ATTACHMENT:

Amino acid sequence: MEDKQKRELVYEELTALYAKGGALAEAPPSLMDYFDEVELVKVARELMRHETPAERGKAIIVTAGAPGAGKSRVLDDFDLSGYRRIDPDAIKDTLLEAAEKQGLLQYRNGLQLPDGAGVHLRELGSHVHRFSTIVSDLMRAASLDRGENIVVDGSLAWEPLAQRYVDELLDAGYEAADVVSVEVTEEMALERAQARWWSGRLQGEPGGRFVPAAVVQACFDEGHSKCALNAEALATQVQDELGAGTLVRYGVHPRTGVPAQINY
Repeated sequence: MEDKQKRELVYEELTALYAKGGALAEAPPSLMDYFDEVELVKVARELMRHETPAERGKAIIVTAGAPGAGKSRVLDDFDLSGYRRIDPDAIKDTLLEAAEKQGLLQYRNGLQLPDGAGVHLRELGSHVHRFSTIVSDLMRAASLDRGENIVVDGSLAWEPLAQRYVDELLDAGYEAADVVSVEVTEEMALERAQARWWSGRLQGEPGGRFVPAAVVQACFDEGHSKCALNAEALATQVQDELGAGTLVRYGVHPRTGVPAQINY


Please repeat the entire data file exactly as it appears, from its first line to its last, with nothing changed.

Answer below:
Amino acid sequence: MEDKQKRELVYEELTALYAKGGALAEAPPSLMDYFDEVELVKVARELMRHETPAERGKAIIVTAGAPGAGKSRVLDDFDLSGYRRIDPDAIKDTLLEAAEKQGLLQYRNGLQLPDGAGVHLRELGSHVHRFSTIVSDLMRAASLDRGENIVVDGSLAWEPLAQRYVDELLDAGYEAADVVSVEVTEEMALERAQARWWSGRLQGEPGGRFVPAAVVQACFDEGHSKCALNAEALATQVQDELGAGTLVRYGVHPRTGVPAQINY
Repeated sequence: MEDKQKRELVYEELTALYAKGGALAEAPPSLMDYFDEVELVKVARELMRHETPAERGKAIIVTAGAPGAGKSRVLDDFDLSGYRRIDPDAIKDTLLEAAEKQGLLQYRNGLQLPDGAGVHLRELGSHVHRFSTIVSDLMRAASLDRGENIVVDGSLAWEPLAQRYVDELLDAGYEAADVVSVEVTEEMALERAQARWWSGRLQGEPGGRFVPAAVVQACFDEGHSKCALNAEALATQVQDELGAGTLVRYGVHPRTGVPAQINY